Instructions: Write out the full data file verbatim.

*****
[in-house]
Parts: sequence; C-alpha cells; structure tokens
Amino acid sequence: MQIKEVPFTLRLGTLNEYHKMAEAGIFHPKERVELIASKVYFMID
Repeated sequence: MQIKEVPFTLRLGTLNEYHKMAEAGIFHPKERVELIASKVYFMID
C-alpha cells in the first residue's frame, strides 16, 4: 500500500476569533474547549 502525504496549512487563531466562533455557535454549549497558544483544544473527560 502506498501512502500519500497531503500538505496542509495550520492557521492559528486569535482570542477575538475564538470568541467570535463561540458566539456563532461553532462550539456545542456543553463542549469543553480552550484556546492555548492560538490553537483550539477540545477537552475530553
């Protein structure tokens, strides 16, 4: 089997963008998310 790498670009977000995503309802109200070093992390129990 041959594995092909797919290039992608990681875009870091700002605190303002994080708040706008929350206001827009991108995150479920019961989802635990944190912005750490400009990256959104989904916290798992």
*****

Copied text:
[in-house]
Parts: sequence; C-alpha cells; structure tokens
Amino acid sequence: MQIKEVPFTLRLGTLNEYHKMAEAGIFHPKERVELIASKVYFMID
Repeated sequence: MQIKEVPFTLRLGTLNEYHKMAEAGIFHPKERVELIASKVYFMID
C-alpha cells in the first residue's frame, strides 16, 4: 500500500476569533474547549 502525504496549512487563531466562533455557535454549549497558544483544544473527560 502506498501512502500519500497531503500538505496542509495550520492557521492559528486569535482570542477575538475564538470568541467570535463561540458566539456563532461553532462550539456545542456543553463542549469543553480552550484556546492555548492560538490553537483550539477540545477537552475530553
């Protein structure tokens, strides 16, 4: 089997963008998310 790498670009977000995503309802109200070093992390129990 041959594995092909797919290039992608990681875009870091700002605190303002994080708040706008929350206001827009991108995150479920019961989802635990944190912005750490400009990256959104989904916290798992």